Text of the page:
I don't know if the United States Tennis Association puts on the greenest major sporting even in the country, of even if you could define that, but the US Open, held over the first two weeks of September at the Billie Jean King National Tennis Center in Queens, New York, certainly has to be close to the top.
TreeHugger has been following the USTA's green initiatives for the past couple of years. Here's an update on the Open's ambitious energy, recycling, composting and transportation programs.Energy. For the past several years all the electricity at the US Open has come from wind power, via purchased renewable energy credits. The USTA has been able to purchase these at the same rate that it would pay for fossil fuel-generated electricity--most green power programs charge a 1-2¢ per kilowatt-hour premium. Over the course of the event and the event prep roughly 2000 MWh of electricity are consumed. Being able to get even this small discount on the RECs saves the event roughly $20,000--not to mention radically reducing greenhouse gas emissions from power use. New in 2011 is that GDF Suez is supply the RECs.
Energy efficiency has also been a big drive. Stats in previous years showed roughly a 4% reduction in overall energy usage through efficiency. Exemplifying that: By using more efficient servers to host the US website, IBM has been able to reduce the energy consumption association with promoting the event electronically by 40%, while reducing the cooling demand on the servers by 48%.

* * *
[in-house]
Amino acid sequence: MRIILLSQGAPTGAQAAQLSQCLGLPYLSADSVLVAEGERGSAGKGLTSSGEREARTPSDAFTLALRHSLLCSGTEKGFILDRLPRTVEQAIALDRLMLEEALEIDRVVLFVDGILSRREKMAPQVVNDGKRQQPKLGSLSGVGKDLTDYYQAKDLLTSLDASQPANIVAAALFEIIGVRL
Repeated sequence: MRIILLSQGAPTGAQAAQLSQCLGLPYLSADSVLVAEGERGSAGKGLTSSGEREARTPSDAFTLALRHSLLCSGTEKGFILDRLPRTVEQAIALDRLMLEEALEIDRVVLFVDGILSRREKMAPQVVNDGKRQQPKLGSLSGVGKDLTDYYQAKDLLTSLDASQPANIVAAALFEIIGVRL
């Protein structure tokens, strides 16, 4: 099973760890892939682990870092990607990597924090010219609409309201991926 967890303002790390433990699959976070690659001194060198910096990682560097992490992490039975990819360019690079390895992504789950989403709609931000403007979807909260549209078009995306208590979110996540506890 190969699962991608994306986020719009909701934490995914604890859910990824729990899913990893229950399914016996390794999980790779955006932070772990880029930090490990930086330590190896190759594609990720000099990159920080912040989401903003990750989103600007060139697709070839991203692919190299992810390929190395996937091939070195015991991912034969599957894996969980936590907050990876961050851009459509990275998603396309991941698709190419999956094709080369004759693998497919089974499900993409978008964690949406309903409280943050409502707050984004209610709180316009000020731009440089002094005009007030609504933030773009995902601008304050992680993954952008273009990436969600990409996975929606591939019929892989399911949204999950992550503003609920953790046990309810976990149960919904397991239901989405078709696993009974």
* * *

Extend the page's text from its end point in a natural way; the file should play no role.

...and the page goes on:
Recycling. For the past several years the entire facility has been supplied with recycling bins, in all locations placed side-by-side with trash bins. IN 2009, the first year where 100% of the facility had recycling, 133 tons of waste was diverted through recycling; in 2010 that rose to 145 tons. In terms of plastic bottles, 290,500 were recycled last year.
Recycled or not, that's a lot of plastic bottle consumption. But one thing new for 2011, which may or may not actually reduce those plastic bottles being used in the first place, is that water fountains have been installed in some locations.
As far as tennis ball cans and the balls themselves are concerned, recycling and reuse of them remains a high priority.
Of the 70,000 balls used during the tournament, all are donated to community and youth organizations for reuse. While balls may fall below professional level specs for tournament play pretty quickly, there's still plenty of bounce left in them for practice outside of the tournament.
All those balls come in roughly 23,000 cans, all of which are recycled. New for 2011 is that the metal tops to the cans that keep the balls pressurized until use are now collected by the match umpires and recycled as well.
Food Waste. When I last visited in 2009, composting was just beginning at the US Open. Now it's been expanded to all of the kitchens at the venue. This means 50 tons of food waste is now being collected and composted. In addition, 985 gallons of waste cooking grease is being collected and turned into biodiesel.
New this year is a pilot program where all the plastic cutlery and cups are now compostable, and all the plates are compostable as well.
Transportation. Continuing previous efforts at greening how people get to the Open, either to play or spectate, 60% of all vehicles transporting players are now hybrids (this year supplied by Mercedes Benz) and 58% of spectators are now arriving via subway or commuter rail. That's nearly a doubling from a decade ago.